Trying to be everything to everyone typically does not work.  Have a specialization in the types of roles you recruit for.  In organizations where this is not possible, as a recruiter or HR person, you must be an expert in hiring.  Work with hiring manager to write a compelling job description…rely on their expertise and be a partner.  And demand the same from them.  You should all be working towards a common goal, not in-fighting over writing a job description because you’re busy.

On the flip side of things, candidates need to be aware of these things as well in order to be successful in their job search: 

Spotting a Fake Job Ad

Fake job posts are not always easy to spot.  Sometimes they look completely legitimate until you talk to a recruiter and can’t get any information.  There are a few tell-tale signs though.  Be wary if a job post doesn’t list any details around the company, location, etc.  Also, if a job description is so broad and poorly defined, it could be a catch all for building a candidate pool…and if it is a real post, the company doesn’t know what they want to hire, so RUN!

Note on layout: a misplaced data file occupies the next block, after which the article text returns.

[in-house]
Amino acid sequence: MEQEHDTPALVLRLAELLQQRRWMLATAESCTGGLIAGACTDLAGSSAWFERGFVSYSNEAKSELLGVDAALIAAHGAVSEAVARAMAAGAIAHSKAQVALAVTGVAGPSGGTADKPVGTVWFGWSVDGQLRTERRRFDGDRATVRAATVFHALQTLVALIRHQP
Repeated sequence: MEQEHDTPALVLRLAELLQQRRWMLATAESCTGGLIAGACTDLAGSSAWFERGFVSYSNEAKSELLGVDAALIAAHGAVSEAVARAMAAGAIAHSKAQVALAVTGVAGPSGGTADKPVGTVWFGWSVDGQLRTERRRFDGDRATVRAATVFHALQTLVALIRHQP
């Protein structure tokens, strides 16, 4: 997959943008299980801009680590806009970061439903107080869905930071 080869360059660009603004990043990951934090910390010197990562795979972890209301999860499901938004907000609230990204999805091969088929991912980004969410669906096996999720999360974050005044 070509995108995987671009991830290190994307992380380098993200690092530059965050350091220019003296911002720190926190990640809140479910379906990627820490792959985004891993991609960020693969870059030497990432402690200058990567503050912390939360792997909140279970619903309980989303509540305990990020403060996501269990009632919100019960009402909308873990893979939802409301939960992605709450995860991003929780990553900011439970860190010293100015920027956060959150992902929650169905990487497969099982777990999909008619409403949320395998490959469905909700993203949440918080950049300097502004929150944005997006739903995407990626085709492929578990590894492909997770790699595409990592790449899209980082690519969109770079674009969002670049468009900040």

great-recruiterWork With a Specialist

When working with a recruiter (whether corporate or agency), work with someone that specializes in your skillset.  If you are a financial analyst, try to make sure you are speaking with a finance recruiter.  Again, in smaller organizations, hopefully the recruiter has worked closely enough with the hiring manager to vet the skill set and is just gauging for culture fit, etc. before passing you on to the finance manager for a technical interview.  The point here is, if you work in finance, software development, or sales, would you want the janitor to be responsible for you getting hired?

There are plenty of more tips out there, but these are a few that can help candidates be more efficient and companies improve or protect their reputation in the market place.

For more hiring tips, follow us on Twitter @CareerPlug and follow us on LinkedIn.